Pneumonia Diagnosis

Pneumonia is an inflammatory condition occurring within the alveolar sacs of the lungs. It is caused by a variety of infectious microorganisms, including bacteria, viruses, fungi, and mycoplasma.

Illustration of the lungs - By Explode

Explode | Shutterstock

The most predominant symptom of pneumonia is a deep cough, which can produce mucus that is yellow or green in color and may be tinged with blood. Other symptoms include difficulty breathing, chest pain, fever, chills, muscle aches, headaches, and sometimes delirium or mental confusion.

In most cases, pneumonia is highly treatable; however, people with pneumonia-like symptoms should seek medical care, as untreated pneumonia can develop into a serious medical condition. In order to diagnose pneumonia, a medical practitioner will perform a series of tests.

These tests examine the efficiency of oxygen delivery to the body and try to determine the infectious agent, which is necessary for determining which agent-specific therapy will be prescribed. In addition to these tests, imaging also plays a vital role in establishing a diagnosis.

How is pneumonia detected?

A visit to the doctor will always begin with a complete physical exam and medical history.  During the exam, the doctor will perform an initial assessment of breathing quality using a stethoscope.

A patient with pneumonia may exhibit wheezing, bubbling, or crackling noises when breathing. These sounds are formed as air tries to pass through and over lung secretions.

How is pneumonia diagnosed?

If the breathing quality, as detected by the stethoscope, indicates an infection, a doctor will typically order one or more imaging tests to visualize the interior of the lung. These are done in order to identify the areas of infection and assess the overall severity of the disease.

Most patients will initially have to undergo a chest x-ray. However, in severe cases, or in patients where initial treatment methods are not producing positive results, a computerized tomography (CT) scan may be performed, which generates more detailed diagnostic imagery.

An alternative technique, used in particular for patients who are hospitalized and/or not responding to antibiotics, is bronchoscopy. This is a procedure used to visualize the airways. It involves the insertion of a tube containing a camera down the airway and into the lung where inflamed tissue may be observed.

Other tests involved in the diagnosis of pneumonia

Respiration, which is the exchange of gases, is the main function of the lungs. In this process oxygen is received from the air we breathe to oxygenate our blood, while carbon dioxide, which is a waste gas produced by metabolism, is removed.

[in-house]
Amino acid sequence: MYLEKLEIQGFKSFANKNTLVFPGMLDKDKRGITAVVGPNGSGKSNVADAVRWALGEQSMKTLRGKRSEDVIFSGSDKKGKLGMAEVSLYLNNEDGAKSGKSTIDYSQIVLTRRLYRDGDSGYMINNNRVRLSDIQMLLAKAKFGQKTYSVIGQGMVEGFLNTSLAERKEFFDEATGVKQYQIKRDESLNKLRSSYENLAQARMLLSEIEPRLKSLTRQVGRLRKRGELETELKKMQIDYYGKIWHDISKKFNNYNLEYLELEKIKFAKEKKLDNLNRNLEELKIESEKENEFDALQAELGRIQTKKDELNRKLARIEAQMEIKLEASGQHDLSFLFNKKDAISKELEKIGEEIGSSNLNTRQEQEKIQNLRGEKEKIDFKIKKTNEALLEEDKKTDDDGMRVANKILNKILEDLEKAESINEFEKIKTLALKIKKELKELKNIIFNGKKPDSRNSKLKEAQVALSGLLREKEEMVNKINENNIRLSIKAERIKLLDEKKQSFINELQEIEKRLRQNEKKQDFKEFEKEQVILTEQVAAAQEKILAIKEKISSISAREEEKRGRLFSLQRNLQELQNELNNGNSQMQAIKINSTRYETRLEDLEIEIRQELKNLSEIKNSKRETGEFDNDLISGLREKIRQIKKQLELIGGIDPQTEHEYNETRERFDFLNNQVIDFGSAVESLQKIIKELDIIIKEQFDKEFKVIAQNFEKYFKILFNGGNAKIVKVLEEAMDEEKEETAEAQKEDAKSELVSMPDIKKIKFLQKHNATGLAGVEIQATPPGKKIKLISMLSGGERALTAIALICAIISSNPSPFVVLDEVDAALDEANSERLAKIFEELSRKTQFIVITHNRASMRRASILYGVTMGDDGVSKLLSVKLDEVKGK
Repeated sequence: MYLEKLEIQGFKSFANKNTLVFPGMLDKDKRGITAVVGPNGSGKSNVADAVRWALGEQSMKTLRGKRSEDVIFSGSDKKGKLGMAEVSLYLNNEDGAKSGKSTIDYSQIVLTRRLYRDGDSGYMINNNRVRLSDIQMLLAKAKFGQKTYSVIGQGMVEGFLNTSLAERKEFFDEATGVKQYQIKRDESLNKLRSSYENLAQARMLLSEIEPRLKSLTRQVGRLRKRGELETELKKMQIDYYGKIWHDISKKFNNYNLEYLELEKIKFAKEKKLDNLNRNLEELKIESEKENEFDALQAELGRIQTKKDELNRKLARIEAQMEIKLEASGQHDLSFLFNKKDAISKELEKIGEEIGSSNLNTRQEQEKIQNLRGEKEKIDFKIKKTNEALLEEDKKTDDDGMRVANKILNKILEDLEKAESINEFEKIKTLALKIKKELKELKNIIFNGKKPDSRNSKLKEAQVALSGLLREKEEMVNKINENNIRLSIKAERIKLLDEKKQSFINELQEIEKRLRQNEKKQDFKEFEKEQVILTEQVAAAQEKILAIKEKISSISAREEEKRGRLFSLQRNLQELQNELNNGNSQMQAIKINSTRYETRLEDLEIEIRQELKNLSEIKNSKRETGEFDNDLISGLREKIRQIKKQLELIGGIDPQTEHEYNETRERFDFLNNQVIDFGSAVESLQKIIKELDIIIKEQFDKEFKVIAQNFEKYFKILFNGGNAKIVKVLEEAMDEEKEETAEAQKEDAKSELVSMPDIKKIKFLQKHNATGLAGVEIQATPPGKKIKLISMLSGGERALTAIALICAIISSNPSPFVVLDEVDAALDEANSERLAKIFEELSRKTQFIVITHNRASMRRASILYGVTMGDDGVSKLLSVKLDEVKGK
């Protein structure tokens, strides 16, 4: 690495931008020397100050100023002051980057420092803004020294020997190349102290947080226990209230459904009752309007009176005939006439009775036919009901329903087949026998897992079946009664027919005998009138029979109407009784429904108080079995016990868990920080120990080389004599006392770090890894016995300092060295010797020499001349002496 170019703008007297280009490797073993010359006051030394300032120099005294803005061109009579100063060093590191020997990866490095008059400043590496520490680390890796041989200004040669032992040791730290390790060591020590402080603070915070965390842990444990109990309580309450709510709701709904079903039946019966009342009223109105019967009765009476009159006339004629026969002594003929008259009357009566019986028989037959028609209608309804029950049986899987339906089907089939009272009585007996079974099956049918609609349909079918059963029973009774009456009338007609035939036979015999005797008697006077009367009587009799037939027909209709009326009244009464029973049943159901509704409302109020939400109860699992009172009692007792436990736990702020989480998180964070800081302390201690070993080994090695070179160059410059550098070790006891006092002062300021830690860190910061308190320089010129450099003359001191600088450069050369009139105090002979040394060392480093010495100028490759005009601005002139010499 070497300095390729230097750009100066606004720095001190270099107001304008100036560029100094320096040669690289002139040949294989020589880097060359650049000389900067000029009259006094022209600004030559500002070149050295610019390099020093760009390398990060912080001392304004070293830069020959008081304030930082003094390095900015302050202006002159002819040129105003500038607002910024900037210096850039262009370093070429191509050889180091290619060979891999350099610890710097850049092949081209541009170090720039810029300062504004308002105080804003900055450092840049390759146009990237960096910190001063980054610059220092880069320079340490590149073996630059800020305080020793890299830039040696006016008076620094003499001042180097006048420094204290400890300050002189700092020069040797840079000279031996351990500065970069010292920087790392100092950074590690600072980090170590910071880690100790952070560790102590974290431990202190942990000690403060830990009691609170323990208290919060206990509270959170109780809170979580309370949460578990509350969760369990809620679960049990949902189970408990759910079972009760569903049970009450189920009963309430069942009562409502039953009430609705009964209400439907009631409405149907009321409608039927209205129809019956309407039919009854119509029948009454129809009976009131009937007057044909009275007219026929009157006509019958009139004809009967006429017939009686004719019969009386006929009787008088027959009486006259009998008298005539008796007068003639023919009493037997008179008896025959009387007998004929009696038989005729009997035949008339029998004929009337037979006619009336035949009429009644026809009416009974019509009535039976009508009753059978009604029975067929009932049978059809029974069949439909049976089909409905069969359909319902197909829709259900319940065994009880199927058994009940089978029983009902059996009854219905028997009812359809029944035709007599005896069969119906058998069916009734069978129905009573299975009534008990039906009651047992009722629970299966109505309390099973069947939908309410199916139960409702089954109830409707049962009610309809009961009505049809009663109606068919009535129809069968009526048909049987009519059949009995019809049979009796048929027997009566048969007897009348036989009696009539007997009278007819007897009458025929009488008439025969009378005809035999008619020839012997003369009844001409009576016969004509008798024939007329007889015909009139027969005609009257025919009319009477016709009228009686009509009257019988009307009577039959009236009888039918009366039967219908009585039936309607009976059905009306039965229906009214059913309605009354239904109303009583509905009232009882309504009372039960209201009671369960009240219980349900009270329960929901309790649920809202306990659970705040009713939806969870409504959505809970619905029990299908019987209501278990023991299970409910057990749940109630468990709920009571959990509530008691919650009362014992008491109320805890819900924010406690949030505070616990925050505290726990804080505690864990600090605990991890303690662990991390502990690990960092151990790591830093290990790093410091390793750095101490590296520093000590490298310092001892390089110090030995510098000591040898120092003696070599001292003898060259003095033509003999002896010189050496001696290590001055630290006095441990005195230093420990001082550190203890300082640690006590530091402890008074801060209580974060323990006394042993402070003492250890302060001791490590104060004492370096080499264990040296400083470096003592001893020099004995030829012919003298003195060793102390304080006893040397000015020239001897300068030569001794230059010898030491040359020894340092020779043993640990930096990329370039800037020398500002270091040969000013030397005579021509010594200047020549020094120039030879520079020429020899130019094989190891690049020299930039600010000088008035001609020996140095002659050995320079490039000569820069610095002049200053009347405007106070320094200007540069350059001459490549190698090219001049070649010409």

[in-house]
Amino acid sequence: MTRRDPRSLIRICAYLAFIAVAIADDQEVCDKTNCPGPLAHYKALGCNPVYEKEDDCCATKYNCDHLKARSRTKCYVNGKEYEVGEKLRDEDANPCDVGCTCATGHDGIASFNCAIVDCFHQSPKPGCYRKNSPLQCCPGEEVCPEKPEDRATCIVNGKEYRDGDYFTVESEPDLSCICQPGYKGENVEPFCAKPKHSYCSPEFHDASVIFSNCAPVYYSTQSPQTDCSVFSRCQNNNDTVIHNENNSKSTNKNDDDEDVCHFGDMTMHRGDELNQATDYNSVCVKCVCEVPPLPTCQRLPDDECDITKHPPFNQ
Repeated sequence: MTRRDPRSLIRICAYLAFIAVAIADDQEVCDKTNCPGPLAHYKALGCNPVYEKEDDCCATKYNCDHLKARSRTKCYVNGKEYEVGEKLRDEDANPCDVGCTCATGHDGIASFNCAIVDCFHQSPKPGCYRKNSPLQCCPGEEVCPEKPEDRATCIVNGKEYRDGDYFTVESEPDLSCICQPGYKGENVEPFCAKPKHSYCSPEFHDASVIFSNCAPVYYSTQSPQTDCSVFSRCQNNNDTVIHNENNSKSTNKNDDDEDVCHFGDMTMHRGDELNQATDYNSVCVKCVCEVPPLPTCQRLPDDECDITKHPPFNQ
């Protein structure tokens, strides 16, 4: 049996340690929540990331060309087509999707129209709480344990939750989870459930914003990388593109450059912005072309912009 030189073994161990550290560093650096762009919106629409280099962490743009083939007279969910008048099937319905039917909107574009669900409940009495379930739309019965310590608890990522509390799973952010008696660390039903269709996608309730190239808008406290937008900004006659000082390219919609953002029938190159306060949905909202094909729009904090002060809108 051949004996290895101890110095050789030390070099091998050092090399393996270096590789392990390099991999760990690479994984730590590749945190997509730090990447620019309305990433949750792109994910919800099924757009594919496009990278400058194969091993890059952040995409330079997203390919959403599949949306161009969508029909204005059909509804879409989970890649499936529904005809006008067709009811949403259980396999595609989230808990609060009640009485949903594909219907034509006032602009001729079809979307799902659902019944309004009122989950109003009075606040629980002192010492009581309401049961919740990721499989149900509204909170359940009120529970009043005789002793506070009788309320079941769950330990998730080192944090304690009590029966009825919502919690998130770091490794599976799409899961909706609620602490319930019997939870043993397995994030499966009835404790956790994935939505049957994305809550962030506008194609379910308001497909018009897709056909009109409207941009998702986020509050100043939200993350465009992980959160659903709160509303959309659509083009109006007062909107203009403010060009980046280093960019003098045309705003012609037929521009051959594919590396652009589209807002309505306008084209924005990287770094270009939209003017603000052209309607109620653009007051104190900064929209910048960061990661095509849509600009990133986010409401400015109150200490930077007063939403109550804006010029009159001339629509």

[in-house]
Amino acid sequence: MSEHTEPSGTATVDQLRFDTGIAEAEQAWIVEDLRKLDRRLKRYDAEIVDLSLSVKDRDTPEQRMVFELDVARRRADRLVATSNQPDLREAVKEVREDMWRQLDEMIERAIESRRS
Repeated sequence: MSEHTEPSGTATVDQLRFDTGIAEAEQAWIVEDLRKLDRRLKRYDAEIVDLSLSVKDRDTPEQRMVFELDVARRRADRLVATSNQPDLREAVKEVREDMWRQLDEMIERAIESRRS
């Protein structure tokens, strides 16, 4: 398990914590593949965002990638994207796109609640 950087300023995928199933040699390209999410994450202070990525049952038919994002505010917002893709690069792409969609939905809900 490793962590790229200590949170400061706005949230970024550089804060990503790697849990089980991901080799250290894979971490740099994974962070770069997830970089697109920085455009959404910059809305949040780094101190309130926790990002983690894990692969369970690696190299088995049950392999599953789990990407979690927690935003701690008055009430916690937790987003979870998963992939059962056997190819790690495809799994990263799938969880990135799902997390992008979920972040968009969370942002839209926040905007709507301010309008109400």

Pneumonia negatively impacts this exchange process, as the buildup of mucous secretions interferes with the adequate oxygenation of blood. To assess if the lungs are operating at optimal levels with regards to their gas exchange, an arterial blood gas (ABG) test may be done.

An ABG is a blood test where blood is drawn from an artery as opposed to a vein. The most commonly used artery is the radial artery, however, other arteries may be used when necessary.

The ABG gives a highly accurate clinical representation of the patient’s respiratory status. In contrast to the ABG, pulse oximetry may also be done and although it is less invasive and painless, it is not as accurate as the ABG. Pulse oximetry involves the use of a small apparatus that may be attached to the finger to estimate blood oxygen levels.

How is the causative agent identified?

Given that pneumonia can be caused by one of over 30 different microorganisms, it is important to identify the underlying cause of each patient’s pneumonia, if possible. Distinguishing the causative agent is important for guiding subsequent treatment decisions. For example, bacterial-induced pneumonia can be treated with antibiotics, while fungal-induced pneumonia must be treated with antimycotics.

Testing can be done in a number of ways, including a sputum (mucous-based secretion brought up from a deep cough) test, a blood test, or a pleural fluid (liquid around the lining of the lungs and within the chest cavity) test. In each test, the substance or fluid is examined by microscope and/or cultured to identify causative organisms.

 

Further Reading

Last Updated: Nov 23, 2018

Susan Chow

Written by

Susan Chow

Susan holds a Ph.D in cell and molecular biology from Dartmouth College in the United States and is also a certified editor in the life sciences (ELS). She worked in a diabetes research lab for many years before becoming a medical and scientific writer. Susan loves to write about all aspects of science and medicine but is particularly passionate about sharing advances in cancer therapies. Outside of work, Susan enjoys reading, spending time at the lake, and watching her sons play sports.

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